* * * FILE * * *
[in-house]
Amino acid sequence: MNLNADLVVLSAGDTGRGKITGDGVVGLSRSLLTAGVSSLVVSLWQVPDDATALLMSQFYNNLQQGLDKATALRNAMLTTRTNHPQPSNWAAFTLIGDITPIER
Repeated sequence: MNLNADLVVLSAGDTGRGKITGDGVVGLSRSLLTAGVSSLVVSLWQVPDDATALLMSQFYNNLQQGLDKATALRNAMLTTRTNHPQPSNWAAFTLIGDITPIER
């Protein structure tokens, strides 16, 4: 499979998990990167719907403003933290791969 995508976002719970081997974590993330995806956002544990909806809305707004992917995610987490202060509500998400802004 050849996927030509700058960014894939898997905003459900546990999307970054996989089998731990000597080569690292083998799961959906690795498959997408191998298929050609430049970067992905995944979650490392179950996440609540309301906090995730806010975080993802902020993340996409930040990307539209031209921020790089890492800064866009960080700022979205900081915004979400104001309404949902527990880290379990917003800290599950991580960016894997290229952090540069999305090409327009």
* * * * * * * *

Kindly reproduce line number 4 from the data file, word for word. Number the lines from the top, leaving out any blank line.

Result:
């Protein structure tokens, strides 16, 4: 499979998990990167719907403003933290791969 995508976002719970081997974590993330995806956002544990909806809305707004992917995610987490202060509500998400802004 050849996927030509700058960014894939898997905003459900546990999307970054996989089998731990000597080569690292083998799961959906690795498959997408191998298929050609430049970067992905995944979650490392179950996440609540309301906090995730806010975080993802902020993340996409930040990307539209031209921020790089890492800064866009960080700022979205900081915004979400104001309404949902527990880290379990917003800290599950991580960016894997290229952090540069999305090409327009």